Sci&Tech writer, Roshni Patel, describes the excitement of this year’s LEGO league at the University of Birmingham!

Redbrick Gaming Editor, who also occasionally dabbles in the dark arts of other sections. Graduating July 2018
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Love-Emmet (2)This January, the University of Birmingham hosted the first LEGO League for the 2nd year running, which saw the Munrow Sports hall filled with over 130 master builders of all ages. Boys and girls alike attended the West Midlands heats; budding engineers at heart with their robotic LEGO creations in hand. Last year the LEGO Movie was the 4th highest grossing film and its main character, Emmet, even found his way onto the walls of Moor Street station ahead of this year’s LEGO League.

The competition asked teams to create a robot out of LEGO and find their own unique answer to the challenge theme posed. This year the theme, World Class, asked students to redesign the way we learn and gather knowledge. There were also LEGO challenges, which required students to think of inventive solutions to problems, often requiring additional attachments to push, grasp or throw items.

the prize was ultimately awarded for teamwork

This year saw the number of teams more than double; there were even more innovative robots assembled to take on the challenges and each other. Teams spent all their spare minutes practicing and calibrating their code, each of them after the edge that would secure an unbeatable score and a place in the semi-finals. Robot judges were impressed by the commitment and enthusiasm shown by the teams. There were lots of excellent robots, but the prize was ultimately awarded for teamwork and making best use of the sensors and tools available.

Lego league img1 (2)The first heats saw Backspace (The King’s School, Worcester), Cedars Engineering Club (Cedars Upper School, Leighton Buzzard) and Stoke Park Master Builders (Stoke Park School, Coventry) dominate the scores, with Shrub Street STEM (Shrubland Street Primary School, Leamington Spa) narrowly missing out on a place in the semi-finals to The Blockheads (King Edward’s School, Stratford on Avon). But Backspace certainly started as they meant to go on, taking the competition by a landslide and completing challenge after challenge. These ranged from simple obstacles, which required pushing LEGO people and barriers, to more difficult tasks such as launching a ball into a small goal and retrieving items from the challenge.

But it wasn’t about the robot alone, participants were also required to present solutions to this year’s theme. Judges were sourced from far and wide, with representatives from IBM, IET, Defence Technical Undergraduate Scheme (DTUS) and Network Rail, as well as current and former lecturers and staff from the School of Electronic, Electrical and Systems Engineering (EESE). Many brilliant ideas were presented, but some of the judge’s favourites included: teaching blind students, an app to teach students Chinese, and an interactive LEGO model for learning orders (for example, history timelines).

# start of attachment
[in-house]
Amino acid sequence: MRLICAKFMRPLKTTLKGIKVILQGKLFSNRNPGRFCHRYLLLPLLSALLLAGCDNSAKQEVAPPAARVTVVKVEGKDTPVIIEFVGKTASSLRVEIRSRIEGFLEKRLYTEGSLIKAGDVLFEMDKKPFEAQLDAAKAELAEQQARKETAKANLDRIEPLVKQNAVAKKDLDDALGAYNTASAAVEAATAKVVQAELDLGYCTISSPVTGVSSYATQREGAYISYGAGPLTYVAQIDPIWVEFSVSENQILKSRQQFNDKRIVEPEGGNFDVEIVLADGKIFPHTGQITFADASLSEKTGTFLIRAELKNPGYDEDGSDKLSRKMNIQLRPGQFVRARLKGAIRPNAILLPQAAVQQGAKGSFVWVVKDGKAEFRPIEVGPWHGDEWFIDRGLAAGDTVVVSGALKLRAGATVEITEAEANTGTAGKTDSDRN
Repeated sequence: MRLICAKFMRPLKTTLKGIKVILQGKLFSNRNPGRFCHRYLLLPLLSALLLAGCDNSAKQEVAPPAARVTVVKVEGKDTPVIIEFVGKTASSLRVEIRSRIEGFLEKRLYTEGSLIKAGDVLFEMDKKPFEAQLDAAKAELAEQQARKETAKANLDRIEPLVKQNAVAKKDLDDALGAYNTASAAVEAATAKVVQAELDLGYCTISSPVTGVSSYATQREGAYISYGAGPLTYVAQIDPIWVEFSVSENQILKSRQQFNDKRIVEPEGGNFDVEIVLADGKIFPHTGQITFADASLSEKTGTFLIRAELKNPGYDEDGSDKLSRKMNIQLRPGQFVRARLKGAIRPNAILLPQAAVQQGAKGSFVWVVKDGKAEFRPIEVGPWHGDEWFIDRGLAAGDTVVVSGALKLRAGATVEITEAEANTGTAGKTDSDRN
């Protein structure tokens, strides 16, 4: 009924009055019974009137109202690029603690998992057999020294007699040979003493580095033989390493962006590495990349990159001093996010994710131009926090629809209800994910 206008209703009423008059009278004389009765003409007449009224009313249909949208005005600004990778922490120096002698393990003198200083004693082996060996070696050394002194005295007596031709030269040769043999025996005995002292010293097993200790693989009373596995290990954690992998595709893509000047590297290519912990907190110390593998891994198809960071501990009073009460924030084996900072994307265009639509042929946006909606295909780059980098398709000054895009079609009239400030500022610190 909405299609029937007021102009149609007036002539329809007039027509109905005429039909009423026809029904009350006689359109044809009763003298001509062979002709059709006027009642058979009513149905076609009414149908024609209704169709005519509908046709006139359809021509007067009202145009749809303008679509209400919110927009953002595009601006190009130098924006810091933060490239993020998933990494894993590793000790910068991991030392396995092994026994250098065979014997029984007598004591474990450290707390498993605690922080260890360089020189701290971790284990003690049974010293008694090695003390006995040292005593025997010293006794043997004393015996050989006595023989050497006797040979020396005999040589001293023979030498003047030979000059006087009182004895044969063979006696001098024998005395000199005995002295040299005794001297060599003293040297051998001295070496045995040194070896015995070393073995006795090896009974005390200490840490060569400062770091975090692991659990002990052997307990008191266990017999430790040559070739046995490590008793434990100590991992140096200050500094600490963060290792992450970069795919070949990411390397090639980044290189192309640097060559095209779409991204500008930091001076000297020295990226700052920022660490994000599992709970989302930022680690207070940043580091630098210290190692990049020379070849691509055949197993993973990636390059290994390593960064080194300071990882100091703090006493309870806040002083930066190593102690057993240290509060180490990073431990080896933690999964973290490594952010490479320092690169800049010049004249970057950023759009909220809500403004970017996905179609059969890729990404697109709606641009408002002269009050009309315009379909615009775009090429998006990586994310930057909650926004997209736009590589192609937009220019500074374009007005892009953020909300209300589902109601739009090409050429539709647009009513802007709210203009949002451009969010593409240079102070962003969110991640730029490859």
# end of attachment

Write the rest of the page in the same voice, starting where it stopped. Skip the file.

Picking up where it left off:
opportunity for children to set their imagination free while applying what they learn

The day took months to plan and wouldn’t have been possible without the hard work of staff at EESE, especially Dr Tim Jackson and Carolyn Toney. Tim Jackson, a strong advocate of similar events for children, said: “The First LEGO League provides an exciting opportunity for children to set their imagination free while applying what they learn in science and engineering to the wider world. The promotion of science and engineering subjects within schools is important to providing a well-educated, technically-trained workforce suitable for a knowledge-based economy.”

LEGO trophies were awarded to various teams for best newcomer, best project, robot design, core values and knockout finals. Another, larger trophy was awarded to the overall winner, who will progress to the UK finals at Loughborough University in February. The winners, Cedars Engineering Club, will have to race against the best British robots for a chance to take on the rest of the world at the World Festival in St Louis, USA, to win the title of tournament champion. For now at least, the LEGO league is over; this year’s teams and many more young engineers will undoubtedly look forward next year’s challenge: Trash Trek; “Finding better ways to manage our trash”.

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